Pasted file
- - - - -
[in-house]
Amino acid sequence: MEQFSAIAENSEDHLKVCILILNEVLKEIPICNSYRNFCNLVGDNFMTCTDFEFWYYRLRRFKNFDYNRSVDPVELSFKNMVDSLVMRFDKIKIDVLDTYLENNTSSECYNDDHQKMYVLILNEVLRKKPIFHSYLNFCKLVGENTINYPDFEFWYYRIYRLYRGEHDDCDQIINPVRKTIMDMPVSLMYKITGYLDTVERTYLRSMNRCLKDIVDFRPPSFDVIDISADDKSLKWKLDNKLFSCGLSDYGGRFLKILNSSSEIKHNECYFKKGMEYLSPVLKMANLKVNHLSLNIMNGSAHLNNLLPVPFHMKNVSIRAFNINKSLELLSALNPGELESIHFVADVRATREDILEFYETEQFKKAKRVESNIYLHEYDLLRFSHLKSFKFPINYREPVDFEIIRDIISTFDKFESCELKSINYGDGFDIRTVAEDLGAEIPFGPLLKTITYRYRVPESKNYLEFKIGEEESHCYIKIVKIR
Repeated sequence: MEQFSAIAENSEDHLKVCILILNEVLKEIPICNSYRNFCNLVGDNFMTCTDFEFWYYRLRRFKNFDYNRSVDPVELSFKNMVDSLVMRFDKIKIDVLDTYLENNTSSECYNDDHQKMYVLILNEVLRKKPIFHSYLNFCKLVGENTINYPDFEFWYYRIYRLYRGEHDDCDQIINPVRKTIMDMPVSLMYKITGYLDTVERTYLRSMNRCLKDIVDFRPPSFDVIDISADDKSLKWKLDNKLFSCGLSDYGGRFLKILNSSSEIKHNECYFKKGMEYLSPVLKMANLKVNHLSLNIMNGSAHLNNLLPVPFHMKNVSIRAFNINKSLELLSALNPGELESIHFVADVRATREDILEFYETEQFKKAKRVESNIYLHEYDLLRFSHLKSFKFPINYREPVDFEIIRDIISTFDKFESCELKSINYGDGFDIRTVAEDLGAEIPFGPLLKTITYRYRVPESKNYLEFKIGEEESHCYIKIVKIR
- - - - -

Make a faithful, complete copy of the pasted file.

[in-house]
Amino acid sequence: MEQFSAIAENSEDHLKVCILILNEVLKEIPICNSYRNFCNLVGDNFMTCTDFEFWYYRLRRFKNFDYNRSVDPVELSFKNMVDSLVMRFDKIKIDVLDTYLENNTSSECYNDDHQKMYVLILNEVLRKKPIFHSYLNFCKLVGENTINYPDFEFWYYRIYRLYRGEHDDCDQIINPVRKTIMDMPVSLMYKITGYLDTVERTYLRSMNRCLKDIVDFRPPSFDVIDISADDKSLKWKLDNKLFSCGLSDYGGRFLKILNSSSEIKHNECYFKKGMEYLSPVLKMANLKVNHLSLNIMNGSAHLNNLLPVPFHMKNVSIRAFNINKSLELLSALNPGELESIHFVADVRATREDILEFYETEQFKKAKRVESNIYLHEYDLLRFSHLKSFKFPINYREPVDFEIIRDIISTFDKFESCELKSINYGDGFDIRTVAEDLGAEIPFGPLLKTITYRYRVPESKNYLEFKIGEEESHCYIKIVKIR
Repeated sequence: MEQFSAIAENSEDHLKVCILILNEVLKEIPICNSYRNFCNLVGDNFMTCTDFEFWYYRLRRFKNFDYNRSVDPVELSFKNMVDSLVMRFDKIKIDVLDTYLENNTSSECYNDDHQKMYVLILNEVLRKKPIFHSYLNFCKLVGENTINYPDFEFWYYRIYRLYRGEHDDCDQIINPVRKTIMDMPVSLMYKITGYLDTVERTYLRSMNRCLKDIVDFRPPSFDVIDISADDKSLKWKLDNKLFSCGLSDYGGRFLKILNSSSEIKHNECYFKKGMEYLSPVLKMANLKVNHLSLNIMNGSAHLNNLLPVPFHMKNVSIRAFNINKSLELLSALNPGELESIHFVADVRATREDILEFYETEQFKKAKRVESNIYLHEYDLLRFSHLKSFKFPINYREPVDFEIIRDIISTFDKFESCELKSINYGDGFDIRTVAEDLGAEIPFGPLLKTITYRYRVPESKNYLEFKIGEEESHCYIKIVKIR